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The current subsistence patterns rely more on advanced technology contributing a great deal to the world economy. The country also produces sufficient foodstuffs except for grains where the agricultural sector employs 2% of the labor force and contributing 2% of the countries GDP. The service industry accounts for 81% while the Industrial sector accounts for 17% (Glenda, David, & Nicholas, 1992).

Politics, Power and Violence

The Israeli government is split into six executive districts; a declaration of establishments; fundamental laws referred to as Knesset; and the citizenship law. The leader of government is the prime minister running for a four-year term; 120 Knesset members running for four years; and the Knesset votes the president who is the chief of state. The country has twelve political parties ranging from the far left to the far right-wing. The dominant party is the Likud and Yassar Arafat is the leader of the party fighting for the formation of a separate Palestine state (Michael, 1990).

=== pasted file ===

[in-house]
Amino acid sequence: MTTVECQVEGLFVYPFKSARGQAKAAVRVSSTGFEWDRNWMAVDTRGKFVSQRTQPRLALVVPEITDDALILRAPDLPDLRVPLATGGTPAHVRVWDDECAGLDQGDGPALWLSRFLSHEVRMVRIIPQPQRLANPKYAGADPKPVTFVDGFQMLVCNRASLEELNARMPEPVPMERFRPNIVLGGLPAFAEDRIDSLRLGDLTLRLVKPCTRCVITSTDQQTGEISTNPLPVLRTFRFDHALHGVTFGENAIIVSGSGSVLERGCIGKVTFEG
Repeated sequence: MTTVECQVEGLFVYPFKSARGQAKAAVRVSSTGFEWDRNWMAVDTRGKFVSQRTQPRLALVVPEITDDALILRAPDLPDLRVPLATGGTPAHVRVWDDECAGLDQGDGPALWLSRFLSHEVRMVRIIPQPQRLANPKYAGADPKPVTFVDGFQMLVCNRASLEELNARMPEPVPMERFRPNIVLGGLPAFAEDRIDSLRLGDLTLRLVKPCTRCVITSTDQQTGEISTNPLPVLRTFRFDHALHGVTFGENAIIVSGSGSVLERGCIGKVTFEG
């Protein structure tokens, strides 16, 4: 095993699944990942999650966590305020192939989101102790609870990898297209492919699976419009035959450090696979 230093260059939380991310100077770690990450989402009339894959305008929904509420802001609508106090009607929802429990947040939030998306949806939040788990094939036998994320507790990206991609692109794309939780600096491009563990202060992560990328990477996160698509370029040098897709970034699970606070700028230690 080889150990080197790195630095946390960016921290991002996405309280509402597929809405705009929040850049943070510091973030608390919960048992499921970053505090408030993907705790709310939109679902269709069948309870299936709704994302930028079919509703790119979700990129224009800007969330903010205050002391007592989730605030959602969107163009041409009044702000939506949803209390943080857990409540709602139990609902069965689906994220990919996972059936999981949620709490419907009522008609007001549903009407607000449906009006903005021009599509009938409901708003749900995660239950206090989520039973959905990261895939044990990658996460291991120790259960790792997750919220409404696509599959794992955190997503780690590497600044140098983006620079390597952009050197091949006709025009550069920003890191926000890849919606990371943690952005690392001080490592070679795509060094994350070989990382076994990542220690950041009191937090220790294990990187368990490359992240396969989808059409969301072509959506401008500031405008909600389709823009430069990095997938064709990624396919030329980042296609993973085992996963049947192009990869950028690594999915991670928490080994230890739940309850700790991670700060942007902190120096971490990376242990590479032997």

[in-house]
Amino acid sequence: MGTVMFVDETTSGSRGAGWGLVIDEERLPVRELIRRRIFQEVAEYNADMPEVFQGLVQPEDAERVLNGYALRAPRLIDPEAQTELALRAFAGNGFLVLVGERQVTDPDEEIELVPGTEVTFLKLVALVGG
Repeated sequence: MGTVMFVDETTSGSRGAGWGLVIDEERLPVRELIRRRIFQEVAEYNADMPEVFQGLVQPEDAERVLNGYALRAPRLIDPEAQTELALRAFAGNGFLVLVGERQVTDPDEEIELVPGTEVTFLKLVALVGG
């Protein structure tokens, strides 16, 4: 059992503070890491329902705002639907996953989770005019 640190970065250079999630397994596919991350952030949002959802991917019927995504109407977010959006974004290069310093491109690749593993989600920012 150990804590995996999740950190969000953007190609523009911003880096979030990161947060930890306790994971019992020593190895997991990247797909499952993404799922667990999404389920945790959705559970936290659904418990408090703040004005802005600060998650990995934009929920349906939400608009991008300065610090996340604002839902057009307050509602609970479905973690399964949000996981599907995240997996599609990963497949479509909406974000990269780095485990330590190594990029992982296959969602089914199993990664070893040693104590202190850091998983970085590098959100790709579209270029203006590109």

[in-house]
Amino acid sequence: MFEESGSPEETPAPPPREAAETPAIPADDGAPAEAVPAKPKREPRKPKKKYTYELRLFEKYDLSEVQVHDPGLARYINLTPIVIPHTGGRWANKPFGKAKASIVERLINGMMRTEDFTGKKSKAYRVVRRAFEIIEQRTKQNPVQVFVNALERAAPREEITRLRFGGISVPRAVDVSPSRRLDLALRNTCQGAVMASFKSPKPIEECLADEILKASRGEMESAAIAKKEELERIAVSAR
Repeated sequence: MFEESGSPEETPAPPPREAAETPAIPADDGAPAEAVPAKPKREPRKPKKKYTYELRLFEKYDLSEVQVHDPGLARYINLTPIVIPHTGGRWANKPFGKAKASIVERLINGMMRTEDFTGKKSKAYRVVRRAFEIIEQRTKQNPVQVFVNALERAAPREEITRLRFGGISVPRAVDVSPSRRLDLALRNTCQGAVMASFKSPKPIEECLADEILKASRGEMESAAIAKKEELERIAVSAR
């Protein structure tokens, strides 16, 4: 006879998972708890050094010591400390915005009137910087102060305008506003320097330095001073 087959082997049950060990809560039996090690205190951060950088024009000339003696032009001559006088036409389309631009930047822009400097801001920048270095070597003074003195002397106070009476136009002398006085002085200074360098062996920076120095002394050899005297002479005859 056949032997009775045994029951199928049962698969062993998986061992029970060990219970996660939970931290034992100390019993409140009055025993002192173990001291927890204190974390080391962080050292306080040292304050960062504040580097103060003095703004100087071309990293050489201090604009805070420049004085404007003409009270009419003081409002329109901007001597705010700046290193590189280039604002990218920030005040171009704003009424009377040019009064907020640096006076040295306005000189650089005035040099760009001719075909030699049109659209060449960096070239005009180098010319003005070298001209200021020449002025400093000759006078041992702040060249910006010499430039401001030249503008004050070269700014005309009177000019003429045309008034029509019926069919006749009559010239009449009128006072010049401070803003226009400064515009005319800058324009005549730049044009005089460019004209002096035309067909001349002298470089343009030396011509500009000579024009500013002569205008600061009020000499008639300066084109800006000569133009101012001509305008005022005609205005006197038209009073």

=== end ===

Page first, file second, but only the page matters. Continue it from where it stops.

The Palestinian authorities have their own security and police forces which have been identified with human rights abuse. Palestinian nationals have also been recognized to create violence and trouble towards Israeli forces and law enforcement officials (Michael, 1995)

Israeli Religion